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The International Impact on Africa’s Past

By Eve Donegan, Sales & Marketing Assistant

I thought it would be interesting to provide a quick peek into Gérard Prunier’s thoughts on the history of Congo and the impact of the West. Below is an excerpt from Prunier’s most recent book, Africa’s World War, in which he looks at the history of Congo, the Rwandan genocide, and the events that led up to Africa’s world war.

In many ways Africa was – and remains – the bad conscience of the world, particularly of the former colonialist powers of the Western world. They entertain a nagging suspicion, played up on by the Africans themselves, that perhaps the continent wouldn’t be in such a mess if it hadn’t been colonized. So in the ten years that followed jettisoning the heavy African baggage of apartheid, the international community was only too happy to support the so-called African Renaissance, the New Partnership for Africa’s Development, the New Millennium Goals, and the Peer Review Mechanism of the newly revamped African Union. Within this new paradigm the continental war began as a seemingly bright illustration of the new trend, but then began to evoke an embarrassing reincarnation of some very old ghosts.

Caught in the web of its own tangled guilt – that of having long supported the gross Mobutu regime, combined with the more recent sin of not having helped the Tutsi in their hour of need – the international community tried to hang on to the image of the new Tutsi colonizers of the Congo as basically decent men devoted to making Africa safe for democracy. Of course, there was a bit of a problem factoring in the personality of the leader they had put in power as their Congolese surrogate. It was difficult to smoothly include Laurent-Désiré Kabila in the New Leader movement because the others were reformed communists whereas he was an unreformed one and his democratic credentials were hard to find. So, in a way, when the break occurred in 1998 and the Rip Van Winkle of Red African politics sided with the surviving genocidaires, it was almost a relief: the good Tutsi could go on incarnating Africa’s decent future while the fat Commie could symbolize its refusal to change. The massacre of a number of Tutsi in Kinshasa and the obliging incendiary remarks of the Yerodia Ndombasi helped the international community integrate the new war into its pro-democracy and anti-genocide ideology. But there were lots of contradictions, and it was going to be a harder and harder conjuring trick to pull off as time went on.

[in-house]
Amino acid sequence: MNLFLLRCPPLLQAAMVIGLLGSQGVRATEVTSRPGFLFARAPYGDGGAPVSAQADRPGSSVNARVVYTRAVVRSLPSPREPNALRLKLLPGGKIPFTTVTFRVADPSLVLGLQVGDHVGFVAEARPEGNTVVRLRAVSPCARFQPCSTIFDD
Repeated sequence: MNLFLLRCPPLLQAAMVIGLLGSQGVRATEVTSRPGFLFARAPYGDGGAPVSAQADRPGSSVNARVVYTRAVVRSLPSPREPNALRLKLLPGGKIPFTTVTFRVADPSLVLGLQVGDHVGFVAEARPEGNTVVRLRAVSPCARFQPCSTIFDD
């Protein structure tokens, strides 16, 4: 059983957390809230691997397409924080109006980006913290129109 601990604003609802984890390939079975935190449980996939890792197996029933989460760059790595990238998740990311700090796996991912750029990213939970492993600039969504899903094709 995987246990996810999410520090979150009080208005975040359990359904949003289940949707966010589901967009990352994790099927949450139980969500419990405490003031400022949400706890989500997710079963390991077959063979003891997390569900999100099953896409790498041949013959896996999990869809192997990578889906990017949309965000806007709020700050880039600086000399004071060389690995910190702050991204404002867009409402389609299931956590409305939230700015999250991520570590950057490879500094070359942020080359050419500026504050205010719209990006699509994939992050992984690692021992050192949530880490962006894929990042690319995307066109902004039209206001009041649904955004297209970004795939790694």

Gérard Prunier is a widely acclaimed journalist as well as the Director of the French Centre for Ethiopian Studies in Addis Ababa. He has published over 120 articles and five books, including The Rwanda Crisis and Darfur: A 21st Century Genocide. His most recent book, Africa’s World War: Congo, the Rwandan Genocide, and the Making of a Continental Catastrophefocuses on Congo, the Rwandan genocide, and events that led to the death of some four million people. Living in Ethiopia allows Prunier a unique view of the politics and current events of Central and Eastern Africa. Be sure to check back on Tuesdays to read more Notes From Africa.

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